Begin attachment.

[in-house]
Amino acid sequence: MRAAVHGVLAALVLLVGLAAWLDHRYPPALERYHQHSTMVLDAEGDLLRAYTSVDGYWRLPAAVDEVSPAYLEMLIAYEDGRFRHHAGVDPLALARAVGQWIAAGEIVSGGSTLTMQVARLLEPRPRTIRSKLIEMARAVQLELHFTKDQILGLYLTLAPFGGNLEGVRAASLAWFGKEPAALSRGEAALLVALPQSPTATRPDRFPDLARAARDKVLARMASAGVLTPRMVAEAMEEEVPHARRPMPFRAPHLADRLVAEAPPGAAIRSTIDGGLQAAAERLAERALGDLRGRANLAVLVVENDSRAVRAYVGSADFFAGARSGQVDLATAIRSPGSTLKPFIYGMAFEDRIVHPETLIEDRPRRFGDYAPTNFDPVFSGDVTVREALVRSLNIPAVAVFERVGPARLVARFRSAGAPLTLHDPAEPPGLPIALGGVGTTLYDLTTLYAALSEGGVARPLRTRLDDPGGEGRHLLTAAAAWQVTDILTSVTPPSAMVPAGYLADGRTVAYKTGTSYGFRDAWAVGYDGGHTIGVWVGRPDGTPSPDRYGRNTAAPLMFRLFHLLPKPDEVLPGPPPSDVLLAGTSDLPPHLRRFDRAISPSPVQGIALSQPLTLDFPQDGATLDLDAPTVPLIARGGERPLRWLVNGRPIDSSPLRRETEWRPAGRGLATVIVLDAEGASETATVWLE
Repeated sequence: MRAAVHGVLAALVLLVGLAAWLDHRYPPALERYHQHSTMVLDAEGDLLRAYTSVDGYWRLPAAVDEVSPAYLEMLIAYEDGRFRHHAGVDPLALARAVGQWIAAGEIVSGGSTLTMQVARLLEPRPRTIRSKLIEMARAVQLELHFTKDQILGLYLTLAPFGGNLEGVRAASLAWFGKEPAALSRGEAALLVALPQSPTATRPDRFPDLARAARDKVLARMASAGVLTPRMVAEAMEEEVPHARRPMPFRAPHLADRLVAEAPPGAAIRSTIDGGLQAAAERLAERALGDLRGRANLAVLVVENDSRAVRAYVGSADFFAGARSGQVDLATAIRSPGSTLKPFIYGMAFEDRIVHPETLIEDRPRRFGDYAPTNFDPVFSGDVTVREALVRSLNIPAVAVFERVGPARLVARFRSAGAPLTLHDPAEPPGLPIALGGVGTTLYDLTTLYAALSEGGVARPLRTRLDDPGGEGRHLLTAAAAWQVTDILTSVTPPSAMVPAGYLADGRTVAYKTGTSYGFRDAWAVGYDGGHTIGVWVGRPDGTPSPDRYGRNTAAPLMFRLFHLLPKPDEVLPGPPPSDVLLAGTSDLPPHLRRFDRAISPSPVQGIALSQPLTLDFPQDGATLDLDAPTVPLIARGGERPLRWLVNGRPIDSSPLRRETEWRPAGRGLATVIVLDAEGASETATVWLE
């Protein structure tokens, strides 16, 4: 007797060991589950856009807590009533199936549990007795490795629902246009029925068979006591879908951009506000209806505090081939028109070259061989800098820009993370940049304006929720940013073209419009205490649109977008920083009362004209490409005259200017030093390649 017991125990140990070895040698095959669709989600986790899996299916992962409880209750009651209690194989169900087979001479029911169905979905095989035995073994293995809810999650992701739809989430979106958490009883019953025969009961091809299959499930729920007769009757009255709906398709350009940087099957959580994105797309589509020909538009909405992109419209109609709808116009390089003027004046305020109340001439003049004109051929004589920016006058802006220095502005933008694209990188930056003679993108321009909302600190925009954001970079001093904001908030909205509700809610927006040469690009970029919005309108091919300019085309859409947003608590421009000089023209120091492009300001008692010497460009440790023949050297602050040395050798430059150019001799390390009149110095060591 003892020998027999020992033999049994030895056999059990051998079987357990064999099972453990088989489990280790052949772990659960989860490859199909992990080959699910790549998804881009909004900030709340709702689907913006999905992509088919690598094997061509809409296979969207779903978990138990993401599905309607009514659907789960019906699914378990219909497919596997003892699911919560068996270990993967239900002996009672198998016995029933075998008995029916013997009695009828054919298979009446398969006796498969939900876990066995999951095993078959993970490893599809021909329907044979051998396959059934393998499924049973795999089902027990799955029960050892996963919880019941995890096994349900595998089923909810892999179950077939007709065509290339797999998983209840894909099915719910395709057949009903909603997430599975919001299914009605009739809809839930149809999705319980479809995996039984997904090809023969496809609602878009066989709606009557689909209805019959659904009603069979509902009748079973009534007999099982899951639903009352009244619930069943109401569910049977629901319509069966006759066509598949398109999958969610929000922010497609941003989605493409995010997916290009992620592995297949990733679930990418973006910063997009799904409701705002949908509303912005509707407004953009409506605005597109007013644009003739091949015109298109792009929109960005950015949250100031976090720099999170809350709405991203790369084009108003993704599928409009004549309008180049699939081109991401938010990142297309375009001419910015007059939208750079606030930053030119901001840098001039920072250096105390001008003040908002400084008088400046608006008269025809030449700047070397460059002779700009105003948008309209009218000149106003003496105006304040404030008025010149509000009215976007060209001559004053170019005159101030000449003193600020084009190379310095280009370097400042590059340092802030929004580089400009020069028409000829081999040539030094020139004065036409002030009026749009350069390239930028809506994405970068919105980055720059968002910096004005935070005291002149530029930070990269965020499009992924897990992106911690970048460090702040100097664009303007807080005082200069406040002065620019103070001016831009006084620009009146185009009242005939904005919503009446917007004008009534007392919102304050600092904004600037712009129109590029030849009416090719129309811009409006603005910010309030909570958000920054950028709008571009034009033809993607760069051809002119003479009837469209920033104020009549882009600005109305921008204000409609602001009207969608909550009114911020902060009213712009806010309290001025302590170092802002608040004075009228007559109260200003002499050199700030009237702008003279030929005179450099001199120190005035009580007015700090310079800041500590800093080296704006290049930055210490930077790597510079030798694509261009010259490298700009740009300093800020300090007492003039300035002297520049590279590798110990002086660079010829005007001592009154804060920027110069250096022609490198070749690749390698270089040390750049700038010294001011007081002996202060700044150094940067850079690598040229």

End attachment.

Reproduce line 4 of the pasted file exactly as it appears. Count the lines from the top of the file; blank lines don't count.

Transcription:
């Protein structure tokens, strides 16, 4: 007797060991589950856009807590009533199936549990007795490795629902246009029925068979006591879908951009506000209806505090081939028109070259061989800098820009993370940049304006929720940013073209419009205490649109977008920083009362004209490409005259200017030093390649 017991125990140990070895040698095959669709989600986790899996299916992962409880209750009651209690194989169900087979001479029911169905979905095989035995073994293995809810999650992701739809989430979106958490009883019953025969009961091809299959499930729920007769009757009255709906398709350009940087099957959580994105797309589509020909538009909405992109419209109609709808116009390089003027004046305020109340001439003049004109051929004589920016006058802006220095502005933008694209990188930056003679993108321009909302600190925009954001970079001093904001908030909205509700809610927006040469690009970029919005309108091919300019085309859409947003608590421009000089023209120091492009300001008692010497460009440790023949050297602050040395050798430059150019001799390390009149110095060591 003892020998027999020992033999049994030895056999059990051998079987357990064999099972453990088989489990280790052949772990659960989860490859199909992990080959699910790549998804881009909004900030709340709702689907913006999905992509088919690598094997061509809409296979969207779903978990138990993401599905309607009514659907789960019906699914378990219909497919596997003892699911919560068996270990993967239900002996009672198998016995029933075998008995029916013997009695009828054919298979009446398969006796498969939900876990066995999951095993078959993970490893599809021909329907044979051998396959059934393998499924049973795999089902027990799955029960050892996963919880019941995890096994349900595998089923909810892999179950077939007709065509290339797999998983209840894909099915719910395709057949009903909603997430599975919001299914009605009739809809839930149809999705319980479809995996039984997904090809023969496809609602878009066989709606009557689909209805019959659904009603069979509902009748079973009534007999099982899951639903009352009244619930069943109401569910049977629901319509069966006759066509598949398109999958969610929000922010497609941003989605493409995010997916290009992620592995297949990733679930990418973006910063997009799904409701705002949908509303912005509707407004953009409506605005597109007013644009003739091949015109298109792009929109960005950015949250100031976090720099999170809350709405991203790369084009108003993704599928409009004549309008180049699939081109991401938010990142297309375009001419910015007059939208750079606030930053030119901001840098001039920072250096105390001008003040908002400084008088400046608006008269025809030449700047070397460059002779700009105003948008309209009218000149106003003496105006304040404030008025010149509000009215976007060209001559004053170019005159101030000449003193600020084009190379310095280009370097400042590059340092802030929004580089400009020069028409000829081999040539030094020139004065036409002030009026749009350069390239930028809506994405970068919105980055720059968002910096004005935070005291002149530029930070990269965020499009992924897990992106911690970048460090702040100097664009303007807080005082200069406040002065620019103070001016831009006084620009009146185009009242005939904005919503009446917007004008009534007392919102304050600092904004600037712009129109590029030849009416090719129309811009409006603005910010309030909570958000920054950028709008571009034009033809993607760069051809002119003479009837469209920033104020009549882009600005109305921008204000409609602001009207969608909550009114911020902060009213712009806010309290001025302590170092802002608040004075009228007559109260200003002499050199700030009237702008003279030929005179450099001199120190005035009580007015700090310079800041500590800093080296704006290049930055210490930077790597510079030798694509261009010259490298700009740009300093800020300090007492003039300035002297520049590279590798110990002086660079010829005007001592009154804060920027110069250096022609490198070749690749390698270089040390750049700038010294001011007081002996202060700044150094940067850079690598040229």